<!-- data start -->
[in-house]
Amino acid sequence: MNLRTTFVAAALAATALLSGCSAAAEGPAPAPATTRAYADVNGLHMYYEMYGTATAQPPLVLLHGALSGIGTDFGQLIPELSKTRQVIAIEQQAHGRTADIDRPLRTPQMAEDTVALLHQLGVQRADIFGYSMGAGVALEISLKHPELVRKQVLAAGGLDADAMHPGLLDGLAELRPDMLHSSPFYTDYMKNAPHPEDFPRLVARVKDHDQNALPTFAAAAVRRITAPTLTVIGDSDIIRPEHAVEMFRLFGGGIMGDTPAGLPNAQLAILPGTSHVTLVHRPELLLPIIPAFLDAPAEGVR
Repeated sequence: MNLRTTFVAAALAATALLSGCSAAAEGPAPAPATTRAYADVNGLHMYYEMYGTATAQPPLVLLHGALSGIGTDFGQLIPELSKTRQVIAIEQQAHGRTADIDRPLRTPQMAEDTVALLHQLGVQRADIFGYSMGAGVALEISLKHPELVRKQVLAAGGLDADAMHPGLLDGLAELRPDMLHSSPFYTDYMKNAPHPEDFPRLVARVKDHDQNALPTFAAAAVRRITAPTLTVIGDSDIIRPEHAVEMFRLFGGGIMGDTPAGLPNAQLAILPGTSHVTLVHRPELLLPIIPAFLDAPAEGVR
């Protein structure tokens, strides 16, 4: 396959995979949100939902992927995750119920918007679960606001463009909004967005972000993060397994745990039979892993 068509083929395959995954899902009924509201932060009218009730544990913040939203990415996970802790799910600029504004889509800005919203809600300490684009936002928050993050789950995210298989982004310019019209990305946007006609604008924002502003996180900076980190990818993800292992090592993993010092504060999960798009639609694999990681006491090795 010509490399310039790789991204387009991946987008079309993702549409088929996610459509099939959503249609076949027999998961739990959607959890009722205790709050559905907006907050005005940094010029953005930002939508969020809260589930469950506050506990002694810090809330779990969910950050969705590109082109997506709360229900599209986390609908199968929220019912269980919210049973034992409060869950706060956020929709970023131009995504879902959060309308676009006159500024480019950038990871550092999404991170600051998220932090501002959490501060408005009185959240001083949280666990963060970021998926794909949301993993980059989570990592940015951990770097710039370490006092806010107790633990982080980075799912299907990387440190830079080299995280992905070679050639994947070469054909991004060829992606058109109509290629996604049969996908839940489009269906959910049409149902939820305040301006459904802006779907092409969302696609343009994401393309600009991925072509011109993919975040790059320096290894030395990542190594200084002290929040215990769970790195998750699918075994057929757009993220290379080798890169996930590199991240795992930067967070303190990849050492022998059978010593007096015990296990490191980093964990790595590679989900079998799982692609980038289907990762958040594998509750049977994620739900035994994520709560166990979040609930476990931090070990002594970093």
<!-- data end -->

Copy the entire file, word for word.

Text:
[in-house]
Amino acid sequence: MNLRTTFVAAALAATALLSGCSAAAEGPAPAPATTRAYADVNGLHMYYEMYGTATAQPPLVLLHGALSGIGTDFGQLIPELSKTRQVIAIEQQAHGRTADIDRPLRTPQMAEDTVALLHQLGVQRADIFGYSMGAGVALEISLKHPELVRKQVLAAGGLDADAMHPGLLDGLAELRPDMLHSSPFYTDYMKNAPHPEDFPRLVARVKDHDQNALPTFAAAAVRRITAPTLTVIGDSDIIRPEHAVEMFRLFGGGIMGDTPAGLPNAQLAILPGTSHVTLVHRPELLLPIIPAFLDAPAEGVR
Repeated sequence: MNLRTTFVAAALAATALLSGCSAAAEGPAPAPATTRAYADVNGLHMYYEMYGTATAQPPLVLLHGALSGIGTDFGQLIPELSKTRQVIAIEQQAHGRTADIDRPLRTPQMAEDTVALLHQLGVQRADIFGYSMGAGVALEISLKHPELVRKQVLAAGGLDADAMHPGLLDGLAELRPDMLHSSPFYTDYMKNAPHPEDFPRLVARVKDHDQNALPTFAAAAVRRITAPTLTVIGDSDIIRPEHAVEMFRLFGGGIMGDTPAGLPNAQLAILPGTSHVTLVHRPELLLPIIPAFLDAPAEGVR
């Protein structure tokens, strides 16, 4: 396959995979949100939902992927995750119920918007679960606001463009909004967005972000993060397994745990039979892993 068509083929395959995954899902009924509201932060009218009730544990913040939203990415996970802790799910600029504004889509800005919203809600300490684009936002928050993050789950995210298989982004310019019209990305946007006609604008924002502003996180900076980190990818993800292992090592993993010092504060999960798009639609694999990681006491090795 010509490399310039790789991204387009991946987008079309993702549409088929996610459509099939959503249609076949027999998961739990959607959890009722205790709050559905907006907050005005940094010029953005930002939508969020809260589930469950506050506990002694810090809330779990969910950050969705590109082109997506709360229900599209986390609908199968929220019912269980919210049973034992409060869950706060956020929709970023131009995504879902959060309308676009006159500024480019950038990871550092999404991170600051998220932090501002959490501060408005009185959240001083949280666990963060970021998926794909949301993993980059989570990592940015951990770097710039370490006092806010107790633990982080980075799912299907990387440190830079080299995280992905070679050639994947070469054909991004060829992606058109109509290629996604049969996908839940489009269906959910049409149902939820305040301006459904802006779907092409969302696609343009994401393309600009991925072509011109993919975040790059320096290894030395990542190594200084002290929040215990769970790195998750699918075994057929757009993220290379080798890169996930590199991240795992930067967070303190990849050492022998059978010593007096015990296990490191980093964990790595590679989900079998799982692609980038289907990762958040594998509750049977994620739900035994994520709560166990979040609930476990931090070990002594970093």